Stubaier Höhenweg XII – Postscript.

If you have read my last few posts about the ‘Stubai Rucksack Route’ [Stubaier Höhenweg] you will realise how enjoyable hut to hut walking in Austria is. The area is so walker friendly – ease of access, good maps, signed and waymarked paths, superb alpine scenery, excellent friendly huts providing good food and drink, English spoken everywhere ……    I have no reason to doubt that the other Austrian Alpine areas are as good, I will try somewhere different next year. There are many suitable guide books available Cicerone and Rother for starters. Just give it a try.

In my first post regarding preparations I discussed the problems my feet were causing. I’d gone out and bought a new pair of Hi-Tech Eurotrek boots, cheap and light. These proved comfortable from the first day and I had no further blister problems. They were more than adequate for the rough terrain and seemed waterproof. At the end of 10 days walking there was minimal sign of wear on the treads, though with previous pairs I’ve found this is their weak-point.

My other purchase was a cheap light Peter Storm waterproof jacket. We only had one afternoon of rain in the whole trip and the jacket was only worn then. It proved to be totally waterproof but suffered from mild breathability problems that I can live with. So £20 well spent though again I wonder about longer term durability. I will provide an update on both boots and jacket in three months.

Now back home after an excellent night in Innsbruck – recommend The Golden Krone Hotel and  the the nearby Steiglbrau restaurant. Despite the palpable influx of immigrants into Austria and Germany our return rail travel went well, with time for a meal in Munich before a smooth Easyjet flight to Manchester. The evenings have become noticeably darker and the dry weather distinctly Autumnal. Where to next?

The sky is clear tonight with a large bright moon shining into my bedroom. Setting the alarm for 3am to hopefully view the moon’s eclipse.

PPS           When in the Austrian Huts don’t forget  — — or male or female.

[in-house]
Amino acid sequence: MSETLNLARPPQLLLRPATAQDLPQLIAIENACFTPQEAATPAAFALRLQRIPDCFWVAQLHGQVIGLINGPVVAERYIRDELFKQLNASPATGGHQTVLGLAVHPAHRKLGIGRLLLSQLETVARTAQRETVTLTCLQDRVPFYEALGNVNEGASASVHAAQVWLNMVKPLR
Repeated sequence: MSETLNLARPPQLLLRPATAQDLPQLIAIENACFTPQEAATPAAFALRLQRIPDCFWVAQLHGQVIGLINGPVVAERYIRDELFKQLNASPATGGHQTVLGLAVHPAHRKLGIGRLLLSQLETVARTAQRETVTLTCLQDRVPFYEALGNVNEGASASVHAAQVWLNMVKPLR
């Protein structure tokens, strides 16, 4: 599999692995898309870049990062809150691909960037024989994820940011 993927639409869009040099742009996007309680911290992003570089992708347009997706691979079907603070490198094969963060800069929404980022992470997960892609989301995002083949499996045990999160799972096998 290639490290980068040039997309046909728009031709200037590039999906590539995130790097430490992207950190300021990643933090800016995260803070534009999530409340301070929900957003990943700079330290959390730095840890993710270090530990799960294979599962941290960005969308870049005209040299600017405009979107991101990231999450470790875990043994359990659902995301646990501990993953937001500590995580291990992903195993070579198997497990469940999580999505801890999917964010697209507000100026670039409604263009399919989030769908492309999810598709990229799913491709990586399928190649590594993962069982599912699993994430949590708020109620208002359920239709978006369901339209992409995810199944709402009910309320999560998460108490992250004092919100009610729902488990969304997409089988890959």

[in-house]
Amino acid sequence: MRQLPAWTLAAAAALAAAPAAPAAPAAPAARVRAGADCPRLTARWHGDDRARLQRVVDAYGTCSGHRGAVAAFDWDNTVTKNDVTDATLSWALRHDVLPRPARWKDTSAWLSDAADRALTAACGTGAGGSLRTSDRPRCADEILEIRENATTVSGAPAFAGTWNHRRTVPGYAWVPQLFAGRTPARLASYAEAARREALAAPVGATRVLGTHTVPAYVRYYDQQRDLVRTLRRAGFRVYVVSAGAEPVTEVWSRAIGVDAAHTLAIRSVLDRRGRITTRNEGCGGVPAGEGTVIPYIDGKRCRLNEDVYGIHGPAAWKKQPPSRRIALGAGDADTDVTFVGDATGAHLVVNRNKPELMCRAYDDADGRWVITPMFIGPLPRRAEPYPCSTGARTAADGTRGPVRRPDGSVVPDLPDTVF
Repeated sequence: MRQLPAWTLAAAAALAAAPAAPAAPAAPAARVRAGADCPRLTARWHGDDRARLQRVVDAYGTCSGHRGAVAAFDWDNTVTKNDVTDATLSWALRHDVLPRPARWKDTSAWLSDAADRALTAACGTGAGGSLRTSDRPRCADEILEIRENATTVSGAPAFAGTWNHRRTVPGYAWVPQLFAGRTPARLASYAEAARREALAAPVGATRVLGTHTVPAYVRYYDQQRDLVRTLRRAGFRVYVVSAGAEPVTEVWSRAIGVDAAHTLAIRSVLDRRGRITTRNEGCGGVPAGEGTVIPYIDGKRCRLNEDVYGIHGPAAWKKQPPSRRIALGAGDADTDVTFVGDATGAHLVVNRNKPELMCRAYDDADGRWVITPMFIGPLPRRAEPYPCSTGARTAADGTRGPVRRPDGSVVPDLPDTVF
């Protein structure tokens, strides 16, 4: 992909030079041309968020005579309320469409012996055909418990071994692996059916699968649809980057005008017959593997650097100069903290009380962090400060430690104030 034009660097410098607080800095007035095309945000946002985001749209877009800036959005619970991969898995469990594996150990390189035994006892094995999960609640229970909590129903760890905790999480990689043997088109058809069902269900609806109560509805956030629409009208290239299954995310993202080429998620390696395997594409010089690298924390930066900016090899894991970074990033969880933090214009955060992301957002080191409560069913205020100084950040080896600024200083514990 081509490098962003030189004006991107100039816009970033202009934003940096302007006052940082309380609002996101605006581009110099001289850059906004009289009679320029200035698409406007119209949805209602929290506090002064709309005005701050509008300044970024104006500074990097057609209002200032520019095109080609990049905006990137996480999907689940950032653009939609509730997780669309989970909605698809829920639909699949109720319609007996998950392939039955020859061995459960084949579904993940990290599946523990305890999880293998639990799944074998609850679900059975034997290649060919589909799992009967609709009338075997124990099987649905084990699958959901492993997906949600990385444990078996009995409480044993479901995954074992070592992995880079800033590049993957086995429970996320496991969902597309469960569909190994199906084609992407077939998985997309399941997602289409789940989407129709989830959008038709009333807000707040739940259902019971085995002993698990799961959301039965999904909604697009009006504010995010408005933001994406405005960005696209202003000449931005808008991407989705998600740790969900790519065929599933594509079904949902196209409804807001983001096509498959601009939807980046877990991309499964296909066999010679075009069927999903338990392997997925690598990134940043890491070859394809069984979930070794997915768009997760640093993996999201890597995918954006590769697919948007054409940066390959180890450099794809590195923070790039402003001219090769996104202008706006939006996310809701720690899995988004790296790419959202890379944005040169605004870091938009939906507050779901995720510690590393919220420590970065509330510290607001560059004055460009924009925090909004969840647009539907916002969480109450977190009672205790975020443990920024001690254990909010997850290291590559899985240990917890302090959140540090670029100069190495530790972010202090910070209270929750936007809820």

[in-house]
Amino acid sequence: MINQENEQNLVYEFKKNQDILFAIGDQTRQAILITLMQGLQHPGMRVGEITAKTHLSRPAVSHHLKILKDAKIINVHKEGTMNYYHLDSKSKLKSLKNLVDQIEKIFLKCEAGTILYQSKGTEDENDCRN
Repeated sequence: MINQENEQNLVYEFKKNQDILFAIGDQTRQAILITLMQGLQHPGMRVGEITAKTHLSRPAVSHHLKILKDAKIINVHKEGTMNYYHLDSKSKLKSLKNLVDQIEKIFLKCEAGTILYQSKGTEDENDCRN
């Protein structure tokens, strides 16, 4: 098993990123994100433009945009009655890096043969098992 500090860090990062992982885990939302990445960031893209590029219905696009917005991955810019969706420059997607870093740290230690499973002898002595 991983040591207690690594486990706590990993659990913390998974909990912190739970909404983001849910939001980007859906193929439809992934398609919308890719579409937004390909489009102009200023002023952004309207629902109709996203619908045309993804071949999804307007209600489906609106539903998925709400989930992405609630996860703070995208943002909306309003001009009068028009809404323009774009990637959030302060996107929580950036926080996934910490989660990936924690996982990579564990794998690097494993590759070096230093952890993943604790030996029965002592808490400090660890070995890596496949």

12 thoughts on “Stubaier Höhenweg XII – Postscript.

  1. antondotreks

    HI, I enjoyed your account of your hut to hut, particualry as I was there for a couple of days, looking like we missed you at the Franz-Senn Hutte by a matter of hours. We had stayed the night and went up Rinnenspitz before setting off home. I agree about all the good points about Austrian huts, particualry the breakfasts after the mean fare we had in Italy the week before.
    Its funny you mentioned waterproofs, one of our group also decided to go for the cheap option for his waterproofs, despite being warned about need for something decent. Our good luck held as well, avoiding two storms by the skin of our teeth!
    Had good Hut to Huts in the Karwendal Alps quite a few years ago, combining it with climbing a few peaks. When I get round to scanning the slides, I’ll also do a blog!

    1. bowlandclimber

      Thanks. I’ll definitely look at other tours for next year.
      Have just been reading your latest post on your Austrian trip but can’t find any comment area. On the question of lightweight crampons/spikes which were you using or recommending. I’ve been in a few dangerous spots in the past without any lightweight safety gear.

  2. claire

    Hi – thanks for sharing your account and pictures which look stunning. I wondered whether you might be able to offer any advice about this tour as I’m considering it as my annual walking trip for my friend next summer. We are both very fit (marathon runners) and have completed TMB, AV1 (missing the final stage), bits of the HRP/GR10 and used to the English fells but neither of us is great with heights. We are OK with what I’d call walking – e.g. scrambling and scree etc and do the odd bit of gingerly crossing patches of snow with our poles but we are definitely not in the realm of crampons or big drops or mountaineering. Via Ferrata would be our idea of hell!

    Reading the Ciccerone books about Austria there’s a lot of reference to cables/ exposure and needing a good head for heights but I also get the impression from reading and your photos they put cable in plenty of places that aren’t necessary for safety and it’s more about having a bit of help scrambling? We were thinking about attempting the Stubai rucksack route but finding an alternative/ skipping what sound like the two trickiest stages (innsbrucker hut to bremer – which I see you missed) and the other one I think you avoided. It sounds like the are plenty of escape routes and alternative options in any case. Any thoughts/ advice? Would the Zillertal rucksack route be a better option perhaps for vertigo-sufferers? Cheers – Claire